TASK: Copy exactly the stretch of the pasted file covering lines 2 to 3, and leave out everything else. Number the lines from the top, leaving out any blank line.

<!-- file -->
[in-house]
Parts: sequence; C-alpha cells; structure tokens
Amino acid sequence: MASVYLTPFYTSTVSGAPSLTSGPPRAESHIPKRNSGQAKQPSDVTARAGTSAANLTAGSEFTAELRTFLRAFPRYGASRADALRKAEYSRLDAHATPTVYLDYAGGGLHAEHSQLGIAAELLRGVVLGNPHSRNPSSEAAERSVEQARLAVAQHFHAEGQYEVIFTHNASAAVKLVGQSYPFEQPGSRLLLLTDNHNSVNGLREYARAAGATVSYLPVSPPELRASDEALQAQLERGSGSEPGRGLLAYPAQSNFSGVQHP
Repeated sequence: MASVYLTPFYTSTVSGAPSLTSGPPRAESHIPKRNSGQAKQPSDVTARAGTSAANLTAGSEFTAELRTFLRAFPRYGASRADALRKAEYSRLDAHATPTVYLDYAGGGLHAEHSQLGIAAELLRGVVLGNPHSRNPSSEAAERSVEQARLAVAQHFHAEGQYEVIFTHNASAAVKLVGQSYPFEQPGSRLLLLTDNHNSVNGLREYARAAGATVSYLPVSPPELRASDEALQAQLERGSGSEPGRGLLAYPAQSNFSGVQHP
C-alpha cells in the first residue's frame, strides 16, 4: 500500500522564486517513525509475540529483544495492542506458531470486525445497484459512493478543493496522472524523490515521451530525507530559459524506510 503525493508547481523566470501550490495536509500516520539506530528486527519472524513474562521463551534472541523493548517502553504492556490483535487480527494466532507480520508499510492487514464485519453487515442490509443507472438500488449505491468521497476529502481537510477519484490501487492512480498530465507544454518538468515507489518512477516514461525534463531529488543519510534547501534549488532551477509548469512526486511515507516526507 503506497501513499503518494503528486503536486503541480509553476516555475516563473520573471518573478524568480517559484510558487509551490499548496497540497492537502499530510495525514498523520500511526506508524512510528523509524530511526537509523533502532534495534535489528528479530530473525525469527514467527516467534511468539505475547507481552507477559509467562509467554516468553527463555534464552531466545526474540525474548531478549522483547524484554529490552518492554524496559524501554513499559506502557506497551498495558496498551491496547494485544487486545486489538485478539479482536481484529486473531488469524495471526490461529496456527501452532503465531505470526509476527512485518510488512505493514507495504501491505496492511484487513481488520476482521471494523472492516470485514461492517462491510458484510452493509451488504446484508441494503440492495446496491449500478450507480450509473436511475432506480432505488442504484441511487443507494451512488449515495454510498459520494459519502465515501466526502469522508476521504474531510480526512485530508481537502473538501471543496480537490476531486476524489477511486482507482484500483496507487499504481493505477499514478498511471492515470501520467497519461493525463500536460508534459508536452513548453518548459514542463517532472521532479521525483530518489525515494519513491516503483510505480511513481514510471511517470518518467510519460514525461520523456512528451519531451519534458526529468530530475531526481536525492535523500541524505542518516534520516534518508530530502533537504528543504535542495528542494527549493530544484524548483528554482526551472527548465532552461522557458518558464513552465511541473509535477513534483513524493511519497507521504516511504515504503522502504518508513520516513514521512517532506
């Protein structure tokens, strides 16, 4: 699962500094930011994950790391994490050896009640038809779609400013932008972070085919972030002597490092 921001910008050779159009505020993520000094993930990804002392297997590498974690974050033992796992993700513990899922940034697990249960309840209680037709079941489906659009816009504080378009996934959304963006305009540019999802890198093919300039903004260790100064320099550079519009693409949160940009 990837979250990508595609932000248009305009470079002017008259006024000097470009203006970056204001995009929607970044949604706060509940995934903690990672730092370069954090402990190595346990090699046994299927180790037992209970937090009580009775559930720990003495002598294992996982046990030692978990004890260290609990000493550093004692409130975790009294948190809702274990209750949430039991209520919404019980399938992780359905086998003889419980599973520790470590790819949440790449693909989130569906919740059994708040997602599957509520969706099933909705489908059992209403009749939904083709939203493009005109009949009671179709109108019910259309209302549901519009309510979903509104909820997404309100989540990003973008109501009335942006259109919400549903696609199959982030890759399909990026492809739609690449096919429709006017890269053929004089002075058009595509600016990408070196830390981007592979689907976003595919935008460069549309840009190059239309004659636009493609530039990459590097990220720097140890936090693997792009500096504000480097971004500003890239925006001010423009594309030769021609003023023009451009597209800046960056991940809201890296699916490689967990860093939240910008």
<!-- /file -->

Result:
Parts: sequence; C-alpha cells; structure tokens
Amino acid sequence: MASVYLTPFYTSTVSGAPSLTSGPPRAESHIPKRNSGQAKQPSDVTARAGTSAANLTAGSEFTAELRTFLRAFPRYGASRADALRKAEYSRLDAHATPTVYLDYAGGGLHAEHSQLGIAAELLRGVVLGNPHSRNPSSEAAERSVEQARLAVAQHFHAEGQYEVIFTHNASAAVKLVGQSYPFEQPGSRLLLLTDNHNSVNGLREYARAAGATVSYLPVSPPELRASDEALQAQLERGSGSEPGRGLLAYPAQSNFSGVQHP